Reduce prison population and save NC millions by retroactively lowering mandatory minimums
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You can't go back and change the beginning, but you can start where you are and change the ending. - C.S. Lewis
WHY WE HAVE TO KEEP FIGHTING
Currently, the state’s prison system exacerbates harm by isolating people, perpetuating punitive living conditions, and providing little to no rehabilitation. Inhumane prisons do not serve the needs of crime survivors, communities, or those who are imprisoned. North Carolina’s prisons must be humane and safe facilities that offer dignity and ensure public safety. This does not make North Carolina safer.
Tell North Carolina's leaders that it's time to join the rest of the country.
Bring some First Step Act's to North Carolina State prisons. As Trump said, even those that make mistakes deserve a chance. But with mandatory minimums the majority of these inmates will not have the opportunity to show that they can contribute to society.
Let's push our lawmakers to change these harsh sentencing statutes and reunite our families.
Pathway 2 Hope
WHAT ARE WE ADVOCATING FOR?
North Carolina's First Step Act recommends several solutions to make North Carolina Department of Corrections system safer by seeking to reshape North Carolina's tough-on-crime laws from the 1990s. Over the last decade or so, legislators across the country have learned that this was a mistake, and have recently been working on reversing our mass incarceration issues. Inmates who are sentenced using North Carolina Structured Sentencing guidelines, have ZERO % chance of an early release even if they exhibit GREAT behavior. North Carolina Structured Sentencing Act deprives individuals of a second chance, and comes at a high cost to the people of North Carolina.
These guidelines are a gross injustice causing thousands to be over sentenced. Intended to "reduce crime" they've been grossly unsuccessful and most state have already made these changes, while North Carolina is the last of the southern state to give take the first step towards reform.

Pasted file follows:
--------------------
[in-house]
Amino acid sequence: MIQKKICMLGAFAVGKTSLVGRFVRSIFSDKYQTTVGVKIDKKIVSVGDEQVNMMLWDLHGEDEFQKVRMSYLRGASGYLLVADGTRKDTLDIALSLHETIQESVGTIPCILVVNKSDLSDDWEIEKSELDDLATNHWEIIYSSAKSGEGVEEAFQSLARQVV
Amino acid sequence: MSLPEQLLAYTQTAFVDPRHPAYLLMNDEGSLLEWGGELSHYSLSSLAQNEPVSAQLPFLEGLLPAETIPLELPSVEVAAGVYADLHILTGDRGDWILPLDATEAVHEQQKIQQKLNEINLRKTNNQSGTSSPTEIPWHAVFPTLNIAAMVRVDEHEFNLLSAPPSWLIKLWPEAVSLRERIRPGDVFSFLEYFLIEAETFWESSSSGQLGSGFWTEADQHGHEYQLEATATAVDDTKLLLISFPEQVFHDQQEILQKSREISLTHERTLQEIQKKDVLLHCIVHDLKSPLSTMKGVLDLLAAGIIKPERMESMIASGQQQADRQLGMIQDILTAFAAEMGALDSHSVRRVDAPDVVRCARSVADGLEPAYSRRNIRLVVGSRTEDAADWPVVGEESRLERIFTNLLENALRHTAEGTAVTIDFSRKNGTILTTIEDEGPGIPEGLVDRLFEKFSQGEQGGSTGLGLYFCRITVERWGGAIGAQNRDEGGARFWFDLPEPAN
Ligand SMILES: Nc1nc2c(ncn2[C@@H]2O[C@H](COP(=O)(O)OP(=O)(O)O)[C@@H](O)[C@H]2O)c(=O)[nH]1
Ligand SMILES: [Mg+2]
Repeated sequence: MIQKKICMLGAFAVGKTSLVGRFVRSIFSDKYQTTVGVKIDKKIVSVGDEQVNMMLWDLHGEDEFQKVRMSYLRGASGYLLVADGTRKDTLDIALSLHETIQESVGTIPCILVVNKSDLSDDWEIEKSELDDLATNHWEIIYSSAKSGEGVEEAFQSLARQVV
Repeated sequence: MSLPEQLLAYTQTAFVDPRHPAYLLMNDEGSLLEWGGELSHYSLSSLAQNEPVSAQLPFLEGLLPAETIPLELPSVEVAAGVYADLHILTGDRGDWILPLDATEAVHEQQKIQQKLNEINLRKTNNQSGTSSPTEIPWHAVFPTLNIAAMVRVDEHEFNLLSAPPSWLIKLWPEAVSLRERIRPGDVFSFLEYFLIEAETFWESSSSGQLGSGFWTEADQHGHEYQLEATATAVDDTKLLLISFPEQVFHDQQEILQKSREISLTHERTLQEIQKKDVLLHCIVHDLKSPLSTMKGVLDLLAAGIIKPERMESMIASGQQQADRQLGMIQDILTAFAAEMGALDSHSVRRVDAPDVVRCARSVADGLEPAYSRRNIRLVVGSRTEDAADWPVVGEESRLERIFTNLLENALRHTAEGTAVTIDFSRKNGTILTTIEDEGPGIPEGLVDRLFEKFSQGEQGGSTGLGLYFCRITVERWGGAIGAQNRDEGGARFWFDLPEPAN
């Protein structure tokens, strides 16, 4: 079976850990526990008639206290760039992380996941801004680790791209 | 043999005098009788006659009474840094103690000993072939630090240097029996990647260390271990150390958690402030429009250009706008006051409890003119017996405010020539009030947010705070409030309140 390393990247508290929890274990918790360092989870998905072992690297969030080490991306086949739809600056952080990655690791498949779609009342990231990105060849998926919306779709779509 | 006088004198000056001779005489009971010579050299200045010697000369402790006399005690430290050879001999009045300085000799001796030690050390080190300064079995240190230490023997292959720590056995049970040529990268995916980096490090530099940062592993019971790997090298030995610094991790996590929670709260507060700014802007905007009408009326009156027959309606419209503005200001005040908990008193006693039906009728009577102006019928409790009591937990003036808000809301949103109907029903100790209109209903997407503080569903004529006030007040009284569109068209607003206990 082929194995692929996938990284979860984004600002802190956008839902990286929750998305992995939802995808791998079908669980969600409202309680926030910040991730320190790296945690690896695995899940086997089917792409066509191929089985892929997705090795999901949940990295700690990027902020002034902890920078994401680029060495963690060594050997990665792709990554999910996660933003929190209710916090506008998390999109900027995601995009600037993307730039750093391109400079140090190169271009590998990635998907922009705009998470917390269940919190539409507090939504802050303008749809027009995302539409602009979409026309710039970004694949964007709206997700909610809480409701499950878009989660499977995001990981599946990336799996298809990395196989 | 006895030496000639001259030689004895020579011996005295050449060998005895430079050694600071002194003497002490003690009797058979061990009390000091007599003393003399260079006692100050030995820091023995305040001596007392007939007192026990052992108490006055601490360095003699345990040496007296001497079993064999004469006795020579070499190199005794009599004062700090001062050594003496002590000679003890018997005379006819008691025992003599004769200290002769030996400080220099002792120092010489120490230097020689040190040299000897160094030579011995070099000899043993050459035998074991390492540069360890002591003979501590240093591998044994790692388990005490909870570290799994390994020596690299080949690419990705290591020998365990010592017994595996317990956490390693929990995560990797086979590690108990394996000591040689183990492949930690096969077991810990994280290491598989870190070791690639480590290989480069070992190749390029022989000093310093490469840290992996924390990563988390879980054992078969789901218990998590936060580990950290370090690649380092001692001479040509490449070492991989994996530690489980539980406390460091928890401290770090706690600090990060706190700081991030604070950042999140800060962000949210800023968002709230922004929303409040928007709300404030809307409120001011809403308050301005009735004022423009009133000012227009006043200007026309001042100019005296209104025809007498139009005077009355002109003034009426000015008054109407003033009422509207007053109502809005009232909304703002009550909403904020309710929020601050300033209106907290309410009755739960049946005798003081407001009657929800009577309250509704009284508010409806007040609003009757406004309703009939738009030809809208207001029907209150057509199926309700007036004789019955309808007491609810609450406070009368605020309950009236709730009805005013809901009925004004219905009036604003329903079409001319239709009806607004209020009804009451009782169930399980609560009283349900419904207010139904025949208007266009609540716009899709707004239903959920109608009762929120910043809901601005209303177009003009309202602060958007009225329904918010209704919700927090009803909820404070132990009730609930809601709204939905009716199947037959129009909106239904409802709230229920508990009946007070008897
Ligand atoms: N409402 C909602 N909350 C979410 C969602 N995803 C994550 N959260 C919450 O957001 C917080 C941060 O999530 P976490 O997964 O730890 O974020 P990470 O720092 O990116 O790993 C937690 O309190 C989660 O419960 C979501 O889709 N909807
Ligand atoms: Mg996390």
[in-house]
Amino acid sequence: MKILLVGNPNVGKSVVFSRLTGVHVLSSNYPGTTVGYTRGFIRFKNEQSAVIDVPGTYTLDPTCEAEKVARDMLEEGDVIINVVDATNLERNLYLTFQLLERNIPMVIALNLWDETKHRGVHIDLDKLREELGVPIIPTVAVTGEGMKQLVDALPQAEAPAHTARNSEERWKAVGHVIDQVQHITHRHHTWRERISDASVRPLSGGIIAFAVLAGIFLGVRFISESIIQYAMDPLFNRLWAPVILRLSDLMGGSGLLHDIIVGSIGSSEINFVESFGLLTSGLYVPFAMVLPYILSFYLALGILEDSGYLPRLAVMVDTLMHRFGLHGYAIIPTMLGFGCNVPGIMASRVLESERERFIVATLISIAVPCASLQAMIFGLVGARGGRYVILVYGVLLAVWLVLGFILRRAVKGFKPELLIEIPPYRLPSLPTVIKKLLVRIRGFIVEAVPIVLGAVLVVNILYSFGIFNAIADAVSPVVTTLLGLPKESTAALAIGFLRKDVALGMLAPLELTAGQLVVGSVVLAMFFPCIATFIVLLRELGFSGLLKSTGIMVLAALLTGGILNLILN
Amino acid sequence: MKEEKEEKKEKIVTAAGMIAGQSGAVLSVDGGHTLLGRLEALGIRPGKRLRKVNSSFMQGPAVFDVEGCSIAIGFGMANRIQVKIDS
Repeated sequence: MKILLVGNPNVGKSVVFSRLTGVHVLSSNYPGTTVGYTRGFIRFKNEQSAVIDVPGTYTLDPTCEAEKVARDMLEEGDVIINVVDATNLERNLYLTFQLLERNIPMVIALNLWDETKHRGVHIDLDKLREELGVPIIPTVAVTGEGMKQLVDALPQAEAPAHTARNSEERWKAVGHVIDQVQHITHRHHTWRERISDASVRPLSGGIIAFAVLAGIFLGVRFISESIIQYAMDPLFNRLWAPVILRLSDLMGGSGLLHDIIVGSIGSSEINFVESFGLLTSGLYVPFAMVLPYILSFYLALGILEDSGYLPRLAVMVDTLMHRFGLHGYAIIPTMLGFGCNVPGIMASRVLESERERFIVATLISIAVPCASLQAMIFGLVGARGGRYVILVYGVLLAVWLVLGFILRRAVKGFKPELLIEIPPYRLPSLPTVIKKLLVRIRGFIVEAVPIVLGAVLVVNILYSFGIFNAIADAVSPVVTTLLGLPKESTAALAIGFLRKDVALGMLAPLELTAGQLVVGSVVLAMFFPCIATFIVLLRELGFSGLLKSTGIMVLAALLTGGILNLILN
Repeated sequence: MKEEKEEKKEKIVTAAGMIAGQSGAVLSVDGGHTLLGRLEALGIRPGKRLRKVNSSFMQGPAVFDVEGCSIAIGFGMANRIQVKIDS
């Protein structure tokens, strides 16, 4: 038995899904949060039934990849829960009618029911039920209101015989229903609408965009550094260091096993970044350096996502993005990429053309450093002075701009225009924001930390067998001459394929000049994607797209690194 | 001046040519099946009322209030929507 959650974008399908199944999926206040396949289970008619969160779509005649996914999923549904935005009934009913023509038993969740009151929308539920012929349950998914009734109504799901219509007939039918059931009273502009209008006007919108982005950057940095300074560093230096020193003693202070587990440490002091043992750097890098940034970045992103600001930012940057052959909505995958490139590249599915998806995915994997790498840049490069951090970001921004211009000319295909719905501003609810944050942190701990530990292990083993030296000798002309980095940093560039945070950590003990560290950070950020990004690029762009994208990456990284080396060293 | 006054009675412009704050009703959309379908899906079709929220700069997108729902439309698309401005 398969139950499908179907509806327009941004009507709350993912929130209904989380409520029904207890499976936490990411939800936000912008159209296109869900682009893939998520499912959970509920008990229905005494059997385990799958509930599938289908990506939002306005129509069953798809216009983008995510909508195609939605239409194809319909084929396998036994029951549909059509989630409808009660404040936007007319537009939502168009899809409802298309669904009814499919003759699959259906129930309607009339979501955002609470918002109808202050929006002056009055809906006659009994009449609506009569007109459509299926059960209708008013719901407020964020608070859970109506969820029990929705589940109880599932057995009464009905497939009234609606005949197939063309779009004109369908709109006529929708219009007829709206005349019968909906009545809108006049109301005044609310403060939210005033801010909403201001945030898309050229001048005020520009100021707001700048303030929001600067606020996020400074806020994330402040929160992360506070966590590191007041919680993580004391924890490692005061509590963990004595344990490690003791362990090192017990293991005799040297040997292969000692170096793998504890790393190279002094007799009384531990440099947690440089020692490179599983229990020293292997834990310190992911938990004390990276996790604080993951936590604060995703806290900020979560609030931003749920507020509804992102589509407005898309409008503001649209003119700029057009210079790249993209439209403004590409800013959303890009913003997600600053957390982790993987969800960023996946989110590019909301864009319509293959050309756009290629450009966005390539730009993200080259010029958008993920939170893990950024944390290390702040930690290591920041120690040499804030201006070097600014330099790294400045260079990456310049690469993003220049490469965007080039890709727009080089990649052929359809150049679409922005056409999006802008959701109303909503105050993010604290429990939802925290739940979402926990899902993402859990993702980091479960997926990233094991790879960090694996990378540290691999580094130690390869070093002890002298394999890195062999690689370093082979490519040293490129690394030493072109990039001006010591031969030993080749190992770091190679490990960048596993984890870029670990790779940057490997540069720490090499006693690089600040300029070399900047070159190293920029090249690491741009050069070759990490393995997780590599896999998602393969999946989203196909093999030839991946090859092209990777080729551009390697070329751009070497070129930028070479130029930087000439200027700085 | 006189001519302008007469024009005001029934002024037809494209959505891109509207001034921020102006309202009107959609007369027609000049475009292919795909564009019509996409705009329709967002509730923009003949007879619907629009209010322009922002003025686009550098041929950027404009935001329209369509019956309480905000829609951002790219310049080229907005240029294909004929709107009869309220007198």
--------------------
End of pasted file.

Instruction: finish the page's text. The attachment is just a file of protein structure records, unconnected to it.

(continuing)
• Reduce mandatory minimums from 100% to 65% for those sentenced under structured sentencing for all individuals. Restore hope to incarcerated persons. Lawmakers must incentivize good behavior by allowing early release initiatives, authorize retroactively. We can alleviate the madness of mass-incarceration by reinstating good time across the board for every offender
• Reestablish good behavior and works credits to address sentence lengths; offer trade skills to incarcerated persons to reduce recidivism and improve public safety.
If there’s no opportunity to use time credited for good behavior, incentive is gone. What it does is, it takes away the hope.
• Credits for parole eligibility are granted in other states, and have been boosted through the recent federal legislation known as the First Step Act
• Mississippi lawmakers recently reduced their truth-in-sentencing provision from 85% to 50% offenders.
The measure adjusts the states sentencing structure and aligns North Carolina to states like South Carolina, Mississippi Missouri and Louisiana.
• Allow judges discretion to impose sentences other than the mandatory minimum prison term in some cases.